Tuesday, March 9, 2010


Sydney sent me the history behind China Grove's name.

But China Grove hasn't always been called China Grove. For awhile it was called Savits Mill. And later Lutherville. So I issued a research challenge to Mrs. Rymer's class - to search out how the town got those names.

And wow! Those students are on the money! Within days they'd sent me the following response.

My Fifth Grade AIG class took you up on your challenge, Mrs. Hostetter. Here is what we came up with.

Here is some history of Rowan County that we discovered:

First of all, Rowan County was named for the British Governor Matthew Rowan. Rowan County maintained some of the best historical records because it had one of the only courthouses that never burned down. Rowan County fed all the way to the Mississippii River. Many other counties were carved out of Rowan County because it was so big.

I love that Ms. Rymer's class volunteered Rowan County info! I'm learning things here. I'm curious too - I assume the reason so many courthouses burned down was because of Sherman's March or Stoneman's Raid during the Civil War. But I'm not sure. More research for me!

A) What two other names were China Grove called and why?
SAVITS MILL - The area near China Grove was settled by a man named George Savits. He owned a lot of the land and other landowners were connected. The settlement was called Savits Mill because some men married the daughters of Mr. Savits. We believe there was a stage coach stop there as well. The early church there was called Savits Meeting House. This church was likely built by the Savits family and used by the German Reformed as well as the Lutheran congregation. The people met at this church which later became Lutheran Chapel and Mt. Zion (currently still in action).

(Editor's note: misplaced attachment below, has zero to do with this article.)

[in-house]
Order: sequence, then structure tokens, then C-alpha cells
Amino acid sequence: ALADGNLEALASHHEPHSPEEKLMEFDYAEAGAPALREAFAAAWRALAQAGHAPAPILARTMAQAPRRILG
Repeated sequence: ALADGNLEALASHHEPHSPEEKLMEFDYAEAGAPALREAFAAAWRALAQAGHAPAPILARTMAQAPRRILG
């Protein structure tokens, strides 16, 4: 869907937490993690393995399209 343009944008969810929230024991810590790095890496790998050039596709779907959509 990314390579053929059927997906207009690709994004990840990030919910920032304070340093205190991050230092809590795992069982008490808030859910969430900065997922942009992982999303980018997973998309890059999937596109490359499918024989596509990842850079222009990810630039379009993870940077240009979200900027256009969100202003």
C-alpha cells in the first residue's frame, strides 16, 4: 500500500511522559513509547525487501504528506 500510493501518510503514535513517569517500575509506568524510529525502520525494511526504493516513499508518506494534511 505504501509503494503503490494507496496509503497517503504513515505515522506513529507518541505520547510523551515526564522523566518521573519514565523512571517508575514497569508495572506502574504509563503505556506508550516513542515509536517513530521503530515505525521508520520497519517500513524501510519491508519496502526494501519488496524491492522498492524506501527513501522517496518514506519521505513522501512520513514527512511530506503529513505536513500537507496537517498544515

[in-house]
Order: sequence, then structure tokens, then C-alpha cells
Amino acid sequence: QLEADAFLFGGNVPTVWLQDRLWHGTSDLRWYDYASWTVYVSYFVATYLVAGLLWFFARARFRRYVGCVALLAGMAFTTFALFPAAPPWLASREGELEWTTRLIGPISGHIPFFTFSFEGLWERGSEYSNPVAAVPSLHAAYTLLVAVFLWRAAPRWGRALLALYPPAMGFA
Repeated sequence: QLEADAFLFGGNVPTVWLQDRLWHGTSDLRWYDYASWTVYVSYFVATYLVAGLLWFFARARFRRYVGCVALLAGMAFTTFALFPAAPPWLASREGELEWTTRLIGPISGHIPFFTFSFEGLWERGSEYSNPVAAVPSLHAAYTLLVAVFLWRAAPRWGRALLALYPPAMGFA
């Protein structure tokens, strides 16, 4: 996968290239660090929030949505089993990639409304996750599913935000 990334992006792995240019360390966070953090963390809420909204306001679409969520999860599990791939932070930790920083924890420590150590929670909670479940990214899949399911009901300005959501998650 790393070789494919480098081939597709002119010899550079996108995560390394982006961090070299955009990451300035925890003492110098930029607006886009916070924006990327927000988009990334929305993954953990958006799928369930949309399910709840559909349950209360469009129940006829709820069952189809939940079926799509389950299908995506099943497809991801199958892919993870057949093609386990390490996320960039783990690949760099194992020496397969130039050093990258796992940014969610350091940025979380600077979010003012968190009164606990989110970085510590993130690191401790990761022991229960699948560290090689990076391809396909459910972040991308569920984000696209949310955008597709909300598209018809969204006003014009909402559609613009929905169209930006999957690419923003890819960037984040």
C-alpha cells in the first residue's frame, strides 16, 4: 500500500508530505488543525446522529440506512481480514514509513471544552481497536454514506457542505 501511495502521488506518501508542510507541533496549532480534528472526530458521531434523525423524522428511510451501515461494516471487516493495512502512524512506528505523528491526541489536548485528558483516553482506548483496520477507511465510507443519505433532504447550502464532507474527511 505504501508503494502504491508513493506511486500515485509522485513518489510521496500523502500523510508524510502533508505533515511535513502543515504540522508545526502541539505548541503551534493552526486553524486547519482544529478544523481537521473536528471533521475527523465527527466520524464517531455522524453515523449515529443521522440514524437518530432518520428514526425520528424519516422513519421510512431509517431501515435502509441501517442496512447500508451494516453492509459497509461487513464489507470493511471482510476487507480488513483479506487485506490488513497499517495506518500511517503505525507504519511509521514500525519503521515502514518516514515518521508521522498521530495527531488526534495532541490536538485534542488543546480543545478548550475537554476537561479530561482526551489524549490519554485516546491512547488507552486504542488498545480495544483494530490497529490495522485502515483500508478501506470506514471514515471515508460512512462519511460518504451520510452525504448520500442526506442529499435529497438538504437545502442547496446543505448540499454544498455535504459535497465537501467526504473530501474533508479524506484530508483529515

LUTHERVILLE - Lutherville was the postal designation for the China Grove area from 1846-1849. The name of the town was Lutherville for that period, but was changed back to China Grove. We believe the people were of German origin and followed Martin Luther.

Oh, and look here - the class threw in some bonus info - these kids are motivated!

B) How did Old Beatty Ford Road get it's name?
Many of the roads that are called "Ford" are named this because they lead to a river and in the old days when there were no bridges, and one had to cross the river at a ford or on a ferry. Fords/Ferry's were often named after the family whose land it was on or the family who operated the ferry. Beatty's Ford is on the land previously owned by John Beatty, who owned land in the area as early as 1749. A post office named Beatie's Ford existed in this area as early as 1822 until 1882. A part of the British army crossed there in pursuit of Gen. Nathaneal Greene. It is now under the waters of Lake Norman. Old Beatty Ford also functioned as a major trading route.

Great work, guys! As promised I'm putting autographed bookmarks in the mail for all of you!


  1. I love that you're getting these kids curious about somewhere they've always lived--how fun for them to dig into this history.

  2. Thanks, Becky. I love that they took it to the next level. I have an idea there are some researchers/writers in this group.